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Twitter's awfully big adventure at the White House - and beyond

Twitter's awfully big adventure at the White House - and beyond

by Jackie A

6 months ago


Twitter's awfully big adventure at the White House - and beyond

by Jackie A

6 months ago

Twitter's awfully big adventure at the White House - and beyond
Twitter founder Jack Dorsey (above right) was summoned to the White House for a telling off last week

Before the 30 minute meeting on Tuesday, Trump complained to his 59 million followers that Twitter was "very discriminatory" and didn't treat him well "as a Republican." He also wrote it was "hard for people to sign on". (It literally takes seconds, even for me).

Trump's biggest gripe was the size of his followers - 

no mention of why it took Dorsey so long to start moving hate speech and harassment off his site (obvs) 

Size dominated the Oval Room conversation according to The Washington Post and The Daily Beast. Trump believes Twitter has been intentionally stripping him of follower numbers and his tweet earlier included: "Should be much higher than that if Twitter wasn’t playing their political games" adding "different names - over 100m". Who might that be? Guessing it's not Katy Perry who at 107m is the world's no 1 tweeter. No 2 is former President Barack Obama at 106m.
Almost double Trump's. 

Dorsey patiently explained to Trump that his 'lost followers' were bots and spam accounts 

Last July, Twitter began removing tens of millions of suspicious and fake accounts including 'locked accounts' — ones it puts a temporary lock on until owners validate them and change their passwords. Trump’s count immediately dropped by 100,000, while Obama’s fell by 400,000. Oops. 

To explain the legal bits Dorsey brought along his impressive counsel, Vijaya Gadde, who once retweeted that Trump was "puerile"  

The March 2016 retweet from NYT columnist Nicholas Kristof added that Trump was  "ill-informed, evasive and deceptive". Awkward, but Gadde remains unfazed. Last month she told The Washington Post that Twitter was considering labelling tweets which violated its rules (Trump constantly insults people on Twitter) but which the company permits to remain online because they are "in the public interest". Go girl.  

The meeting was part of Dorsey's Great Apology Tour 

Billionaire Jack Dorsey, who used to sport dreadlocks, has come full circle by ditching his designer suits and as one wag put it: "now looks like George Harrison after he met the Maharishi". He has been podcasting and apologising his way round the US for months (he's done Joe Rogan, Sam Harris, Bill Simmons and Rolling Stone) in sartorially appropriate long hair, beard and beanie. For the Trump meeting, he left the beanie off.  

Dorsey, now worth $5.1 bn, says his biggest regret is this... 

The world's (and Trump's) obsession with 'likes' and 'followers'. In a bid to tackle abusive tweets, Dorsey told a recent live conversation with TED curators Chris Anderson and Whitney Pennington that if he could start all over again he would "not emphasize the ‘follower’ count as much. I would not emphasize the ‘like’ count as much." Surely his biggest regret is his baby transmogrified into a platform for haters?

He had to apologise to his staff for taking a meeting with the type of person most would like to see banned from Twitter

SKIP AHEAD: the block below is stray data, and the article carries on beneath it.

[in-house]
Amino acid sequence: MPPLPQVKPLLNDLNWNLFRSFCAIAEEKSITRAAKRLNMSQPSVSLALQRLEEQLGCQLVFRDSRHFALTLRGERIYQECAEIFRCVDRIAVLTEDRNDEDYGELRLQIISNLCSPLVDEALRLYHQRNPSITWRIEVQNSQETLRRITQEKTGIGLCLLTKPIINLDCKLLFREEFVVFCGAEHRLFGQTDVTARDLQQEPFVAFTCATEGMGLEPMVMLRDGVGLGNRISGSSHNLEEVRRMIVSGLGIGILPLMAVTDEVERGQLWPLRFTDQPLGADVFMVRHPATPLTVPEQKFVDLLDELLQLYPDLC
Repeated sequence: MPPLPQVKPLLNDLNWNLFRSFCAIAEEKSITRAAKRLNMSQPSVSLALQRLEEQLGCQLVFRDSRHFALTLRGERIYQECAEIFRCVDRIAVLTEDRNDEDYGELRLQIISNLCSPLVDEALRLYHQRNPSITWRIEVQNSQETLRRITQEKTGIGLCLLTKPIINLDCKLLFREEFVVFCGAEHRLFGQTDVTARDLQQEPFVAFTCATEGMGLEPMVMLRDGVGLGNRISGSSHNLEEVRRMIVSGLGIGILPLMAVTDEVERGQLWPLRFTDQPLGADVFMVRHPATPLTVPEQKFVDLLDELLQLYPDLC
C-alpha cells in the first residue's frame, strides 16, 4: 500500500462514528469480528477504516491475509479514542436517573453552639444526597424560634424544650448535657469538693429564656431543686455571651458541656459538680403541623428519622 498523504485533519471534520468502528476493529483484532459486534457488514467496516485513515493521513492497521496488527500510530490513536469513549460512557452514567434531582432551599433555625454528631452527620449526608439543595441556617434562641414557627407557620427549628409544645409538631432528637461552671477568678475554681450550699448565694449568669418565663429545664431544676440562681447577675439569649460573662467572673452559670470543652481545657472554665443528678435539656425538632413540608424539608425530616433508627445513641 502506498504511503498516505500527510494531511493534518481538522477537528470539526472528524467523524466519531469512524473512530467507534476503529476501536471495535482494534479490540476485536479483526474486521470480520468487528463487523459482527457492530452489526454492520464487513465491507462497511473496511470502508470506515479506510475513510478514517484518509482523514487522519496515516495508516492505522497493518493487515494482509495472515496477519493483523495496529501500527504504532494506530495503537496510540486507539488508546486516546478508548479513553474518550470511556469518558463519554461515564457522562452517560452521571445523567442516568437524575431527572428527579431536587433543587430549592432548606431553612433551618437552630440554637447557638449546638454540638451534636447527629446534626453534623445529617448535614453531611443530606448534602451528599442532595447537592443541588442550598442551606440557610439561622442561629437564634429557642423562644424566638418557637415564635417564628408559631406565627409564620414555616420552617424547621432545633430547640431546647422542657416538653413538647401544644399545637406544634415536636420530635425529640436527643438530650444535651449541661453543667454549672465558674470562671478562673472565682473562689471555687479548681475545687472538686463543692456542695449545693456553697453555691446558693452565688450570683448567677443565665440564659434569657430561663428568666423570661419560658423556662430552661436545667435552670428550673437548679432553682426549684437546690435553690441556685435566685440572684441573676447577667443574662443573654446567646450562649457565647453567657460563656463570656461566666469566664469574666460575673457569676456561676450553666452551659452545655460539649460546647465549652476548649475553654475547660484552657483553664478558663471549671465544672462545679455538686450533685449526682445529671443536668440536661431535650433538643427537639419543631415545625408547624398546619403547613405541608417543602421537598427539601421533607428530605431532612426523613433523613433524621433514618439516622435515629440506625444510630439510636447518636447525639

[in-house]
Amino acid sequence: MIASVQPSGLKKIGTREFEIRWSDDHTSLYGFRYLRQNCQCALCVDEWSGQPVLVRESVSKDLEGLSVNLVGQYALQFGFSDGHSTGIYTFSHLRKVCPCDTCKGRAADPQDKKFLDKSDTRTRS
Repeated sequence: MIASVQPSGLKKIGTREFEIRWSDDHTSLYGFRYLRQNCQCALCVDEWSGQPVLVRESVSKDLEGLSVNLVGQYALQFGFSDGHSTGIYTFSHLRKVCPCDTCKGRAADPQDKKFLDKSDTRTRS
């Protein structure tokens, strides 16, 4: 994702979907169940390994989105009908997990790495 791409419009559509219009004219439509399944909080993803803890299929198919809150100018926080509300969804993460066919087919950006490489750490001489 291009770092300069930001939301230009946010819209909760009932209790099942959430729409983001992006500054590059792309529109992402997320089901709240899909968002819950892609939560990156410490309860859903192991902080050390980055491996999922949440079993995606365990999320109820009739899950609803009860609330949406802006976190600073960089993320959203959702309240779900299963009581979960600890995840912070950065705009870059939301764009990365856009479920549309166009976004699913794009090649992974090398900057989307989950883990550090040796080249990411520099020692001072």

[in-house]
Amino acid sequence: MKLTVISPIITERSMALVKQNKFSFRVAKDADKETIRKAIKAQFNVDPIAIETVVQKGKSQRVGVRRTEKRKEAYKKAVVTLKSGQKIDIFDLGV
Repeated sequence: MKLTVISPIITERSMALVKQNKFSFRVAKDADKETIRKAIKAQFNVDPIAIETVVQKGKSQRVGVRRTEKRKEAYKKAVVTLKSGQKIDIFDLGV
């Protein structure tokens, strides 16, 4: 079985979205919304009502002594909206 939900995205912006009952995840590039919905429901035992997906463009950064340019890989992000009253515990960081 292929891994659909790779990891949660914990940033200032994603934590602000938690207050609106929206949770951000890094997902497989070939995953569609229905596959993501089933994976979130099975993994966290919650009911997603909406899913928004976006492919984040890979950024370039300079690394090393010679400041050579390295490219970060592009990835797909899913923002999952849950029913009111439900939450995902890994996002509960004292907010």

Before the Trump meeting Dorsey wrote on an internal email: "Some of you will be very supportive of our meeting [with] the president, and some of you might feel we shouldn’t take this meeting at all. In the end, I believe it’s important to meet heads of state in order to listen, share our principles and our ideas.” 
It certainly made the company richer...

Genuflecting to Trump worked a treat for Wall Street

 Twitter's stock jumped over 15% on the day of the meeting, albeit mostly in response to its Q1 2019 earnings of $787 million which crushed estimates of $776  million. The stock surged 17 percent following the news. In its Letter to Shareholders, Twitter claims it's making progress in rule violations and physical, or off-platform, safety and that 38% of abusive Tweets are flagged by machine learning.   

Yet Twitter is still pulling its punches over far right white supremacists 

 A report last week by tech website Motherboard said Twitter could use algorithms to purge white-supremacist content from its platform completely - as it's done with ISIS - but it would sweep up considerable US Republican politicians' accounts too. Perhaps even Republican racist Steve King's. In January, King told The New York Times he didn’t understand why the terms “white supremacy” and “white nationalism” were offensive. 
Last week, following Easter, he compared himself to Jesus for the persecution he was forced to endure as a result.
(I mean ... he's from Iowa). 

Twitter chief Dorsey is not without his own haters

Dorsey meditates daily, takes ice baths and indulges in extreme fasting (read starving), always a contentious idea. He recently tweeted: "Been playing with fasting for some time. I do a 22 hour fast daily (dinner only), and recently did a 3 day water fast. Biggest thing I notice is how much time slows down. Any one else have this experience?"
 @rgay had this to say: "Ahh yes. Disordered eating to approximate the suffering induced by poverty and/or access to potable water. Playing is so much fun."

While Facebook is increasingly for oldies and Instagram's for millennials, Twitter remains the most brutal - and yet politically influential - of them all. 


 Twitter now has 330 million monthly active users worldwide.

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